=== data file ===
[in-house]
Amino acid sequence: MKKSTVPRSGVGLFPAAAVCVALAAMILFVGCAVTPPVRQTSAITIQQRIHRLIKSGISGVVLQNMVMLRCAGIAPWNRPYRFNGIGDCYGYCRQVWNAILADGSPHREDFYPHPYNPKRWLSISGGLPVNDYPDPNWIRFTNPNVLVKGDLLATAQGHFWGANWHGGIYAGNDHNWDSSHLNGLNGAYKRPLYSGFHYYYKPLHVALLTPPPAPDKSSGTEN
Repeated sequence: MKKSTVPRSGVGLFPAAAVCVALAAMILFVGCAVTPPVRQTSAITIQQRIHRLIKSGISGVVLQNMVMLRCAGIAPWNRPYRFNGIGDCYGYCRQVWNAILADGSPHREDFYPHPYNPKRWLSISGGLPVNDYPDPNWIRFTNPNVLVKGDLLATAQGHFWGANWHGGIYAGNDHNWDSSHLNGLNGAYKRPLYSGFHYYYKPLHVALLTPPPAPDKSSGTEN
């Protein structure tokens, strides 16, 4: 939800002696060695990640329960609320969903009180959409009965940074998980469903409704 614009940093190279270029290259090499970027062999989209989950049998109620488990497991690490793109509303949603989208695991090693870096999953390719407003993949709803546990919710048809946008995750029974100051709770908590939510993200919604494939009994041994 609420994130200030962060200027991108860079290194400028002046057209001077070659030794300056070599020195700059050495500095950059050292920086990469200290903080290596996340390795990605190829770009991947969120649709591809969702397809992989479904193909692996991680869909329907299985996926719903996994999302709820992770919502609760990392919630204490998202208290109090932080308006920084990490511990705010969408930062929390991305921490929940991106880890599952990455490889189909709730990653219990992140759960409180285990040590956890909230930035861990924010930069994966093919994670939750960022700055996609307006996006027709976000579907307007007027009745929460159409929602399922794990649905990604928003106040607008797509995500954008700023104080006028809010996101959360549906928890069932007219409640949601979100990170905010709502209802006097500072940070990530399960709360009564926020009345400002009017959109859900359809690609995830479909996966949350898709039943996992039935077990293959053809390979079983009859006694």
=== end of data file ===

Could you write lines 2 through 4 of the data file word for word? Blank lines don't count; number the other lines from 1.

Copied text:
Amino acid sequence: MKKSTVPRSGVGLFPAAAVCVALAAMILFVGCAVTPPVRQTSAITIQQRIHRLIKSGISGVVLQNMVMLRCAGIAPWNRPYRFNGIGDCYGYCRQVWNAILADGSPHREDFYPHPYNPKRWLSISGGLPVNDYPDPNWIRFTNPNVLVKGDLLATAQGHFWGANWHGGIYAGNDHNWDSSHLNGLNGAYKRPLYSGFHYYYKPLHVALLTPPPAPDKSSGTEN
Repeated sequence: MKKSTVPRSGVGLFPAAAVCVALAAMILFVGCAVTPPVRQTSAITIQQRIHRLIKSGISGVVLQNMVMLRCAGIAPWNRPYRFNGIGDCYGYCRQVWNAILADGSPHREDFYPHPYNPKRWLSISGGLPVNDYPDPNWIRFTNPNVLVKGDLLATAQGHFWGANWHGGIYAGNDHNWDSSHLNGLNGAYKRPLYSGFHYYYKPLHVALLTPPPAPDKSSGTEN
């Protein structure tokens, strides 16, 4: 939800002696060695990640329960609320969903009180959409009965940074998980469903409704 614009940093190279270029290259090499970027062999989209989950049998109620488990497991690490793109509303949603989208695991090693870096999953390719407003993949709803546990919710048809946008995750029974100051709770908590939510993200919604494939009994041994 609420994130200030962060200027991108860079290194400028002046057209001077070659030794300056070599020195700059050495500095950059050292920086990469200290903080290596996340390795990605190829770009991947969120649709591809969702397809992989479904193909692996991680869909329907299985996926719903996994999302709820992770919502609760990392919630204490998202208290109090932080308006920084990490511990705010969408930062929390991305921490929940991106880890599952990455490889189909709730990653219990992140759960409180285990040590956890909230930035861990924010930069994966093919994670939750960022700055996609307006996006027709976000579907307007007027009745929460159409929602399922794990649905990604928003106040607008797509995500954008700023104080006028809010996101959360549906928890069932007219409640949601979100990170905010709502209802006097500072940070990530399960709360009564926020009345400002009017959109859900359809690609995830479909996966949350898709039943996992039935077990293959053809390979079983009859006694």